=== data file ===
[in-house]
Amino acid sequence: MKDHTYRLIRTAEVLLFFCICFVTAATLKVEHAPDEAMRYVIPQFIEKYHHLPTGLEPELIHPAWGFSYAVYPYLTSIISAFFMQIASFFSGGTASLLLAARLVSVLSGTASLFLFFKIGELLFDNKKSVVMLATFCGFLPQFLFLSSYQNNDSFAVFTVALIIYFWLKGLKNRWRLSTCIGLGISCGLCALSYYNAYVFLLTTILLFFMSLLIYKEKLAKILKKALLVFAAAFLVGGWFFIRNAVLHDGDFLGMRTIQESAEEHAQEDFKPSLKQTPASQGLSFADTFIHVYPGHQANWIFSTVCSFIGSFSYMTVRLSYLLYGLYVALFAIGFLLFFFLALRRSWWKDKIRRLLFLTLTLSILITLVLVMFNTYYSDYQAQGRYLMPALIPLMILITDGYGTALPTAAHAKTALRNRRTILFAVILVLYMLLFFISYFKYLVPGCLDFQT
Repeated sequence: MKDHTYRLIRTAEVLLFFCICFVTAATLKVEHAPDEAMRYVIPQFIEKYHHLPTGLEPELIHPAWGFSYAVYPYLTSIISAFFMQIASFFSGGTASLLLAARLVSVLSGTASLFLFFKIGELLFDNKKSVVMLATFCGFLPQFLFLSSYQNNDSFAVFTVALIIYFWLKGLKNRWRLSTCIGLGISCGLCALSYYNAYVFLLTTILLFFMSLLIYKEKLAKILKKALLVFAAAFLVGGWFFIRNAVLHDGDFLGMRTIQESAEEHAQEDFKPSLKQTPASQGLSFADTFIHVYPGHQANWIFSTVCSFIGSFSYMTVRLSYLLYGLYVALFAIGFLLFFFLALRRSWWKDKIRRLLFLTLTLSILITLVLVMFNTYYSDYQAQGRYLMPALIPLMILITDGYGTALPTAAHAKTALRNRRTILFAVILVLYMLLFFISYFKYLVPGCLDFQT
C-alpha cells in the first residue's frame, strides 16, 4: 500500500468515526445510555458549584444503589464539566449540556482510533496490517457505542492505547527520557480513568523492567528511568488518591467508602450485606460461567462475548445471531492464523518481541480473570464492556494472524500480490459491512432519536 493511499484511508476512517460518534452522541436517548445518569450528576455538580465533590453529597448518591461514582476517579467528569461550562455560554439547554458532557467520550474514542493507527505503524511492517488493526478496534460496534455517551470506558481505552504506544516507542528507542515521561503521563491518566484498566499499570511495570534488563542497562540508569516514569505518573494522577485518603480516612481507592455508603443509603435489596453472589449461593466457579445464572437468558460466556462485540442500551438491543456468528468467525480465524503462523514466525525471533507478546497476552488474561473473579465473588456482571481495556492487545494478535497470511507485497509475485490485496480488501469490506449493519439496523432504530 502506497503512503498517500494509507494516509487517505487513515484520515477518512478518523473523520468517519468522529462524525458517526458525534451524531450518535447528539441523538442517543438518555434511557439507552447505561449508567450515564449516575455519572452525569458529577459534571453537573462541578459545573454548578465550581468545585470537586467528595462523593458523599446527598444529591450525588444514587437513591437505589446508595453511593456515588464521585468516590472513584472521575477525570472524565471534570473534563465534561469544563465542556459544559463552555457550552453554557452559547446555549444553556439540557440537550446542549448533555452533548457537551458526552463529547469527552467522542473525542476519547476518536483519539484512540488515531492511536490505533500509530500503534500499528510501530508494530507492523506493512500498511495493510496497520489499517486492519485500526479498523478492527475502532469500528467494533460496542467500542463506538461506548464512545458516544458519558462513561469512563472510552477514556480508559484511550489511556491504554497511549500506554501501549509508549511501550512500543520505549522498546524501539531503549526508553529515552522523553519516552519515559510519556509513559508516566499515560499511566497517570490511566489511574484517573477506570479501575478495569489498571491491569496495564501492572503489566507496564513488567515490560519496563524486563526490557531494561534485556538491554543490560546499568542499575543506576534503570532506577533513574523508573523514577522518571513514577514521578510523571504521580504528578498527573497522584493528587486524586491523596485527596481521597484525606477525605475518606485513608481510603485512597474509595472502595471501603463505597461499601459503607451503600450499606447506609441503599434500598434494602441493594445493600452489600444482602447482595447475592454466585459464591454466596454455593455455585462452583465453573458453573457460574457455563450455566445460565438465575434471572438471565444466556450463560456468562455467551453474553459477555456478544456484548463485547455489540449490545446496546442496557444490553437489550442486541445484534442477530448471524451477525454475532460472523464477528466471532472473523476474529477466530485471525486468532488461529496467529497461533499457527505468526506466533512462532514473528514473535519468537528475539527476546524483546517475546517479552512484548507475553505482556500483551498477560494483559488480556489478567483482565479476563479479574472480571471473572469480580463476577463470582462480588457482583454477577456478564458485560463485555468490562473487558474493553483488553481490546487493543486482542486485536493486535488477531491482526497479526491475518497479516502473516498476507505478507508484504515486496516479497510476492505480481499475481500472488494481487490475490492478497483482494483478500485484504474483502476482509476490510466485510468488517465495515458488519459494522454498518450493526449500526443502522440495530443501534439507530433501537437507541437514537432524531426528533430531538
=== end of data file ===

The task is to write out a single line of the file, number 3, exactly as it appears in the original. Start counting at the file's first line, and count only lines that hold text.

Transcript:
Repeated sequence: MKDHTYRLIRTAEVLLFFCICFVTAATLKVEHAPDEAMRYVIPQFIEKYHHLPTGLEPELIHPAWGFSYAVYPYLTSIISAFFMQIASFFSGGTASLLLAARLVSVLSGTASLFLFFKIGELLFDNKKSVVMLATFCGFLPQFLFLSSYQNNDSFAVFTVALIIYFWLKGLKNRWRLSTCIGLGISCGLCALSYYNAYVFLLTTILLFFMSLLIYKEKLAKILKKALLVFAAAFLVGGWFFIRNAVLHDGDFLGMRTIQESAEEHAQEDFKPSLKQTPASQGLSFADTFIHVYPGHQANWIFSTVCSFIGSFSYMTVRLSYLLYGLYVALFAIGFLLFFFLALRRSWWKDKIRRLLFLTLTLSILITLVLVMFNTYYSDYQAQGRYLMPALIPLMILITDGYGTALPTAAHAKTALRNRRTILFAVILVLYMLLFFISYFKYLVPGCLDFQT